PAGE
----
Size of Wales Advocacy and Outreach Officer Angie Kirby discusses how and why you should use the festive period to try and reconnect with nature and soak up the natural beauty of Wales in Winter.
In this fast-paced society we live in, it’s vital to disconnect from the constant noise and clamouring for attention from adverts, news and social media, and take time to connect to something far deeper, ancient and elemental.
So, this Christmas, ditch the technology, wrap up in your warmest, wet weather gear and go for a wild, winter walk or gaze up at the clear, night sky. Sensing the world around us can help us feel grounded in turbulent times and also reminds us that we are part of a greater whole – the Earth, which we share with many other living beings – and the wider universe, of which we are but a tiny fragment.
Recognising the interconnectedness of life on this planet can help us to cultivate our relationship with the natural world and when we learn to love nature, of which we are also a part, we are much more likely to protect it.
Indigenous Peoples have held this wisdom for millennia. For example, the Guarani People of Brazil, see their lives as intertwined and connected to the lives of all other beings in the forest. They don’t see themselves as separate from nature. They feed, protect and respect the earth, plants, animals and insects, regarding their lives as equal and never seeking to gain power over nature, nor to exploit it.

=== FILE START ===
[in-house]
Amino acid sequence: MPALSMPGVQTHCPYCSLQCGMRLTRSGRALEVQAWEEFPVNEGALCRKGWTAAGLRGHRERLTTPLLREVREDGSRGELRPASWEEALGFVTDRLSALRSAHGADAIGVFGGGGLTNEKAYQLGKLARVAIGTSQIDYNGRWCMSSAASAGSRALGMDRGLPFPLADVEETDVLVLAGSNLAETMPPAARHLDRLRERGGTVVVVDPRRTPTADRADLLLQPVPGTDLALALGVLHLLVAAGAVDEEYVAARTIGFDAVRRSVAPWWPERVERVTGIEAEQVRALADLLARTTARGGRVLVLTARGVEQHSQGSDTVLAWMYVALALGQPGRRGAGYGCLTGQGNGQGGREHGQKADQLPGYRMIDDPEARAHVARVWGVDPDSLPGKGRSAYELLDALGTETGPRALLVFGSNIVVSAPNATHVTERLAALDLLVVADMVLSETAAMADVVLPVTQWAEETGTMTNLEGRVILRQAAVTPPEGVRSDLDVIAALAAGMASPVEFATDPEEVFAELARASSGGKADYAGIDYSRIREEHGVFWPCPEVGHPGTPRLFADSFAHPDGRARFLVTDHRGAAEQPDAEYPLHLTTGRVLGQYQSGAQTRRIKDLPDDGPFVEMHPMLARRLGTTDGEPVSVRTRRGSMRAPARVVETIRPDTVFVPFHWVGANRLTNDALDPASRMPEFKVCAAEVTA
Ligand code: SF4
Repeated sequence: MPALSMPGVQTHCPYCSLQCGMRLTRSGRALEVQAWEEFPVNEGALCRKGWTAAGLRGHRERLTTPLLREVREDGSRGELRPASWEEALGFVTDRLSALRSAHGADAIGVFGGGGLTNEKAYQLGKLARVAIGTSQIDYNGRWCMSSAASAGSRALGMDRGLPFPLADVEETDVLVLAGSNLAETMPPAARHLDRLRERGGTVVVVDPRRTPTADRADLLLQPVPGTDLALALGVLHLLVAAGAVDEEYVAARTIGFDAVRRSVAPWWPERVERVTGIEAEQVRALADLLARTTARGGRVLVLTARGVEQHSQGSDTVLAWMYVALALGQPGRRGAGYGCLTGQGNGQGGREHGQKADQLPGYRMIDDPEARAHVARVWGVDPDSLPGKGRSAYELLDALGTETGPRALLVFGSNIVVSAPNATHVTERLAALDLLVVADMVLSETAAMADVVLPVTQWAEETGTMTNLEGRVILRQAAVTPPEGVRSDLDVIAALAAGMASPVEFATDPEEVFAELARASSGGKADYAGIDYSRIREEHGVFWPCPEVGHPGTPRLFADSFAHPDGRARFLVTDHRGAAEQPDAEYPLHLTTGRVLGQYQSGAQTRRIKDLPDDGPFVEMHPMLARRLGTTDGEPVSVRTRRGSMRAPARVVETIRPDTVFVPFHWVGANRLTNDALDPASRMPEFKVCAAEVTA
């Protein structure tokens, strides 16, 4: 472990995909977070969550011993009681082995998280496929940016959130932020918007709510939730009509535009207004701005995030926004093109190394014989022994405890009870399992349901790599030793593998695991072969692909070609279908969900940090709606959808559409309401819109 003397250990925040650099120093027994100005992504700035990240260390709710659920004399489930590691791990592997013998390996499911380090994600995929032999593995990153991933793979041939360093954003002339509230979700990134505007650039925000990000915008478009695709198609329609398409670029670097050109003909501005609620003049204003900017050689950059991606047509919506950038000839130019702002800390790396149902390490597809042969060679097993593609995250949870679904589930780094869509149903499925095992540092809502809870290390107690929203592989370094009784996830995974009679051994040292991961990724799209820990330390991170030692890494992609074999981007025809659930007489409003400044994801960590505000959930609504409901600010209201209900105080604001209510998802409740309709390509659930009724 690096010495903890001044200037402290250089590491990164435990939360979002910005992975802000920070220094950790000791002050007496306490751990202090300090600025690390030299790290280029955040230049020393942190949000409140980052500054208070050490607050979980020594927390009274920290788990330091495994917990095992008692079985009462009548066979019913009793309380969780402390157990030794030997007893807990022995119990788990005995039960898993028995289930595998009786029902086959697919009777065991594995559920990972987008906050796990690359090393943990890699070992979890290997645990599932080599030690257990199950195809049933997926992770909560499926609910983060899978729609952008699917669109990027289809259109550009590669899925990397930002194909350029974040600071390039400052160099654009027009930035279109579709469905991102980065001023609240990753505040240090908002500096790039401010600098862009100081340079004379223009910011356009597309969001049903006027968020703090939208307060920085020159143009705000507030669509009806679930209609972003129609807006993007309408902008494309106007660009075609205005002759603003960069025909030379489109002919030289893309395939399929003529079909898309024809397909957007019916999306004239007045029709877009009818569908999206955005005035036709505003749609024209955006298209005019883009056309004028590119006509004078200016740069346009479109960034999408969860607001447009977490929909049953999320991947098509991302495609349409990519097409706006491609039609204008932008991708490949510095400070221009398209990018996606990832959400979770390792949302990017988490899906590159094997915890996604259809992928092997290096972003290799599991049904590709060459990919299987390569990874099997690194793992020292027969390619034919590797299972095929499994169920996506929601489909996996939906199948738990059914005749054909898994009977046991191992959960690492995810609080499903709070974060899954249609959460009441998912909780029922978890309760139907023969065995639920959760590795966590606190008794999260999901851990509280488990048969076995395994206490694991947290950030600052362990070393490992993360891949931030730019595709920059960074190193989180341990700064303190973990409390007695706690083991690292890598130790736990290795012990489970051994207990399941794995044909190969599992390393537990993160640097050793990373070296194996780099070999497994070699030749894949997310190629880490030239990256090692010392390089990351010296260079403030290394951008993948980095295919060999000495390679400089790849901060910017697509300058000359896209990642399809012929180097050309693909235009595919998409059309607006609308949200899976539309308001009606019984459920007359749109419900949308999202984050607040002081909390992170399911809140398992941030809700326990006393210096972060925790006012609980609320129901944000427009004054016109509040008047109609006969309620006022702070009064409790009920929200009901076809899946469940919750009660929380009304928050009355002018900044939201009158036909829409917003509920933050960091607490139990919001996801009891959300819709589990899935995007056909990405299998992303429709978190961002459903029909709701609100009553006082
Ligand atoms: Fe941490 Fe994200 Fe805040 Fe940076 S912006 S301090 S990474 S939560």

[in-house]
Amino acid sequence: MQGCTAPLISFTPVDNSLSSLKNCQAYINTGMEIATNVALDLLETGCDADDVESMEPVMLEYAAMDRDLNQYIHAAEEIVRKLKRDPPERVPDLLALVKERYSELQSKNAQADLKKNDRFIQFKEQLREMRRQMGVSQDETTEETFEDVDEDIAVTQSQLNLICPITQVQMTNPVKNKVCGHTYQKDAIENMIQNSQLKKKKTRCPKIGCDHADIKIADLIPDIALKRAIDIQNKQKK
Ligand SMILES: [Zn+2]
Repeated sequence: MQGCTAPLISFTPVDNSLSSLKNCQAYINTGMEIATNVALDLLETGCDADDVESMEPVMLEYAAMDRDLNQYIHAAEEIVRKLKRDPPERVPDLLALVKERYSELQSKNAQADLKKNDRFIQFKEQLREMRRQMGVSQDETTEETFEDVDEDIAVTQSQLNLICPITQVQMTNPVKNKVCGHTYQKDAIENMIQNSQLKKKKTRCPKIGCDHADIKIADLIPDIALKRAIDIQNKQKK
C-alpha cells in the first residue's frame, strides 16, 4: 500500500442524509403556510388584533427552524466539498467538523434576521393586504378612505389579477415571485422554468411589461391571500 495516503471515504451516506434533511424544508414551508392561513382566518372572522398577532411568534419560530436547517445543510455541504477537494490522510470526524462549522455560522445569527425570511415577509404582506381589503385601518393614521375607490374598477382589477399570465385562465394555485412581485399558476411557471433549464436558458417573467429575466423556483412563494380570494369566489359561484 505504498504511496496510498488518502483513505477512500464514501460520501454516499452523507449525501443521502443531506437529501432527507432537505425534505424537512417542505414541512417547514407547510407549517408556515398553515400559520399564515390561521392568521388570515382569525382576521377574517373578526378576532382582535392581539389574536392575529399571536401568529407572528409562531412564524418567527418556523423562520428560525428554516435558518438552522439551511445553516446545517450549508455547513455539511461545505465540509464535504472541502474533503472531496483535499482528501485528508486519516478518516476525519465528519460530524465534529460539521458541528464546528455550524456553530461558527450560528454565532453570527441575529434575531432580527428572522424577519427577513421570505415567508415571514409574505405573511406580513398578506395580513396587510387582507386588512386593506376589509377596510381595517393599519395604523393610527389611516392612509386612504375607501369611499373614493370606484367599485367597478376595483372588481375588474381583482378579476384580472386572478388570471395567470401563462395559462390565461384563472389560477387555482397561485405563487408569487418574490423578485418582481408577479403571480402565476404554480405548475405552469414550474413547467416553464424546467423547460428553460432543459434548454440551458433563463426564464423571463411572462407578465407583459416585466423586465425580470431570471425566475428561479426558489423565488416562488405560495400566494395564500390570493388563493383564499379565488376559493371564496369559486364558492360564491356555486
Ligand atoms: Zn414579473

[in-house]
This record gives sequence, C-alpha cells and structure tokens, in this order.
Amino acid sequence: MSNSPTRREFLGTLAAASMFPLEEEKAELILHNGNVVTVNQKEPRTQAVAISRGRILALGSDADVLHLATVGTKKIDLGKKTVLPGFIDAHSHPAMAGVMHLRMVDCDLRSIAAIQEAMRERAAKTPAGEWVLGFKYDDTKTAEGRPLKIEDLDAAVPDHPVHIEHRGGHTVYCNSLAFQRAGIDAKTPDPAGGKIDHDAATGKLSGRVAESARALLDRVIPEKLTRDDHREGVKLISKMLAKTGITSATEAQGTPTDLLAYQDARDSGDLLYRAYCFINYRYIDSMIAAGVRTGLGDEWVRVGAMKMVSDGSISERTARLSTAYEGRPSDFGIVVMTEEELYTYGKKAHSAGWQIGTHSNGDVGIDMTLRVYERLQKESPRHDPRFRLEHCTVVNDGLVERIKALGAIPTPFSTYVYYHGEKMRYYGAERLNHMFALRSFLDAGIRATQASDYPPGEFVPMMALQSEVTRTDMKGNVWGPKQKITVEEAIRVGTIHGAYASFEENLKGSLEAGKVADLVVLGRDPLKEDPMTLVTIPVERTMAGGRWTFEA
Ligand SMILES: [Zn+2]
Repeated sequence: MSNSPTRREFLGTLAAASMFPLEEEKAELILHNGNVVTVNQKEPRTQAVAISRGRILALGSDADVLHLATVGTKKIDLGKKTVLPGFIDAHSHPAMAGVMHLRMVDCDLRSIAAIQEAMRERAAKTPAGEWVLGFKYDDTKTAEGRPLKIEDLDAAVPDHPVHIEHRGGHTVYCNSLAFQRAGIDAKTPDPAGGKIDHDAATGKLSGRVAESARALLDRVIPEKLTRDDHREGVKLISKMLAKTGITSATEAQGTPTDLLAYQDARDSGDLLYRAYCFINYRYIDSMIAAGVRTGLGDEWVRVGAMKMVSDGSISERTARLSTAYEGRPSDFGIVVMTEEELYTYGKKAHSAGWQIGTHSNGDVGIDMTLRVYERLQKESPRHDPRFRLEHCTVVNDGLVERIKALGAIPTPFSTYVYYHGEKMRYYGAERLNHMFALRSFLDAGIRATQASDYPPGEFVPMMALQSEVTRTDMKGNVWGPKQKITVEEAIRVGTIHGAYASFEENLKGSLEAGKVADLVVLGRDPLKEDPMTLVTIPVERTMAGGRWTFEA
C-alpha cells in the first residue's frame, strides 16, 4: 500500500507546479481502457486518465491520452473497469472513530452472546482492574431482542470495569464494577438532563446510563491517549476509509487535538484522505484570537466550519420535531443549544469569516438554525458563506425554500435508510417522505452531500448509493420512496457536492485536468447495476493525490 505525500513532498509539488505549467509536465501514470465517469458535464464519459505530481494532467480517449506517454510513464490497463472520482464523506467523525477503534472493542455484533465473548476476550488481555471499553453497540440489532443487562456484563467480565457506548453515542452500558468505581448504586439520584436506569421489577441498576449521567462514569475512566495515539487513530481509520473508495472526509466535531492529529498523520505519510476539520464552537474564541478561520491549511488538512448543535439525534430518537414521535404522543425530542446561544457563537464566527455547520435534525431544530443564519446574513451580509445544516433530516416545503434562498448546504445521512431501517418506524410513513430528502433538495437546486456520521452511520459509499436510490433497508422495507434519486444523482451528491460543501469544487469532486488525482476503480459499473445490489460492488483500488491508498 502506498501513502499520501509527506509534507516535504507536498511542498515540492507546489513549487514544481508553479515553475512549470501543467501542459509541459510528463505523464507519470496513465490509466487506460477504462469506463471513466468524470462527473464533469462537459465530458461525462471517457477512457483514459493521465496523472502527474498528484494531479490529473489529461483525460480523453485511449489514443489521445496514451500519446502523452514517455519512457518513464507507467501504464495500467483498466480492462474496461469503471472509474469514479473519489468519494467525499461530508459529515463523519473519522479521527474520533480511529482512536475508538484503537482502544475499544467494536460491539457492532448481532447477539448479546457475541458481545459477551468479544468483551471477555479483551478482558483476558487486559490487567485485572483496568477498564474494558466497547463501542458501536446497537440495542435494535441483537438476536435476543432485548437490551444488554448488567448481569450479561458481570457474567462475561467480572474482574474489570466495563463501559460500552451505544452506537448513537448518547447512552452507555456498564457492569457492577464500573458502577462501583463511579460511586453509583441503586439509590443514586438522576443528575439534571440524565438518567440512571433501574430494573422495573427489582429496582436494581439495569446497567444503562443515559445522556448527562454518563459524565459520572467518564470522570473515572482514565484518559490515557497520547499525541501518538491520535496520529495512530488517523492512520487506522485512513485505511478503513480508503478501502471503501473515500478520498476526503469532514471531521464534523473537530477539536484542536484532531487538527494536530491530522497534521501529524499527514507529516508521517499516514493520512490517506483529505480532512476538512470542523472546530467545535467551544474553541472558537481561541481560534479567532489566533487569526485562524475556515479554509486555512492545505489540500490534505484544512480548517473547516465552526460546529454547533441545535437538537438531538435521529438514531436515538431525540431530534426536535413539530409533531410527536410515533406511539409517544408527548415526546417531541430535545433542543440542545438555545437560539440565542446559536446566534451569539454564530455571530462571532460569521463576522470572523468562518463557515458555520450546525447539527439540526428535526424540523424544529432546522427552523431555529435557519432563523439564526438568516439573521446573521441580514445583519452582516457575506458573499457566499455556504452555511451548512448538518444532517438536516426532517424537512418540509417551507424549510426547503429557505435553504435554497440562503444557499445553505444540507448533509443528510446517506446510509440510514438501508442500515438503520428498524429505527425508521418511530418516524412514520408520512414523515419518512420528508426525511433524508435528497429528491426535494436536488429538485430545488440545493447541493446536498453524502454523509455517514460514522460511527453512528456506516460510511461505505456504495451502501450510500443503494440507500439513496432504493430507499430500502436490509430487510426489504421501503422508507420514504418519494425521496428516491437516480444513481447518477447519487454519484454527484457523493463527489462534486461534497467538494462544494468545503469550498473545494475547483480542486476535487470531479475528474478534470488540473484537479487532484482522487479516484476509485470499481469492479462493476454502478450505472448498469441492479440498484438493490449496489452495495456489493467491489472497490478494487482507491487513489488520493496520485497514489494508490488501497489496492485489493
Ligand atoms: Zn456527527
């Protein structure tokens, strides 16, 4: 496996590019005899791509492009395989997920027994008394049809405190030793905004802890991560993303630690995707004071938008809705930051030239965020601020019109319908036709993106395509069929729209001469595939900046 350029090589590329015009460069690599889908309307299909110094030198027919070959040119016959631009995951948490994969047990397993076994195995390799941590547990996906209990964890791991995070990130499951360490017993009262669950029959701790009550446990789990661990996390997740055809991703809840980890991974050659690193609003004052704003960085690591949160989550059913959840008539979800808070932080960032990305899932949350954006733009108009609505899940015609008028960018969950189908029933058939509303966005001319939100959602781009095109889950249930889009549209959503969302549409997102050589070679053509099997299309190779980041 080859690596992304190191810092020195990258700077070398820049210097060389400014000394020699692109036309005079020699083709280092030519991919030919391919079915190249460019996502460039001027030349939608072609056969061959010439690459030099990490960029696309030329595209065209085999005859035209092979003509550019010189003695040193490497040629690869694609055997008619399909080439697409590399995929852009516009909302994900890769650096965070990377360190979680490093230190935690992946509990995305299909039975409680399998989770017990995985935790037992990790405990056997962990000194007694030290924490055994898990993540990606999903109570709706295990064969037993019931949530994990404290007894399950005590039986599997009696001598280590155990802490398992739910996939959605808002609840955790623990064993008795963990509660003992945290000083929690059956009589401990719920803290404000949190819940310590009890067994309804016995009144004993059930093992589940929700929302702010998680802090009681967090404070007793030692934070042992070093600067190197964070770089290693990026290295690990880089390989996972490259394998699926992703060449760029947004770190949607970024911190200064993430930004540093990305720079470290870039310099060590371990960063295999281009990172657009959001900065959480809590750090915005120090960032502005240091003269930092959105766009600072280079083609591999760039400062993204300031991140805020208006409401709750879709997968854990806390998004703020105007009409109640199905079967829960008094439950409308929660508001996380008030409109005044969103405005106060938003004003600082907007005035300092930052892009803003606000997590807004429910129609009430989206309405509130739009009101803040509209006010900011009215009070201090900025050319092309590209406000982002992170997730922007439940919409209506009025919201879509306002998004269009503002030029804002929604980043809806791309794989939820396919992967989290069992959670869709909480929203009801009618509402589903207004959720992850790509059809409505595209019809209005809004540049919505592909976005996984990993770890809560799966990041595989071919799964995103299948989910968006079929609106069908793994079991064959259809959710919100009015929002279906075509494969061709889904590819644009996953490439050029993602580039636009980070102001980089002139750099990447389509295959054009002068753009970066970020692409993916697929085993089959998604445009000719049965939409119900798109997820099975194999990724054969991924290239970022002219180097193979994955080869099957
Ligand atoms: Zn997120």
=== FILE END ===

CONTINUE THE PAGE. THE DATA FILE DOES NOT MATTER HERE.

To maintain, our nhandereko – our way of life – the forests and all their beings must also be kept alive.
– (Ilson Karai Okaju, Commissao Guarani Yvyrupa)
Numerous studies show that the more contact we have with nature, whether it’s walking in a forest or simply appreciating local green spaces, the more likely we are to practise pro-environmental behaviours. The very nature of these interactions is also important in helping us to forge a deep connection with nature – one based on ecocentric values, rather than only human-focused concerns (anthropocentric).
The Nature Connectedness Research Group identified five common pathways – contact, emotion, meaning, compassion and beauty – that can help us develop “a more meaningful and emotional relationship with nature.”
As evolutionary biologist Stephen Jay Gould once phrased so eloquently, “We will not fight to save what we do not love”. So, take time this Christmas to appreciate that sense of wonder and awe that nature inspires in us. It will do us all some good.
This article was written as part of our Trees for Christmas campaign.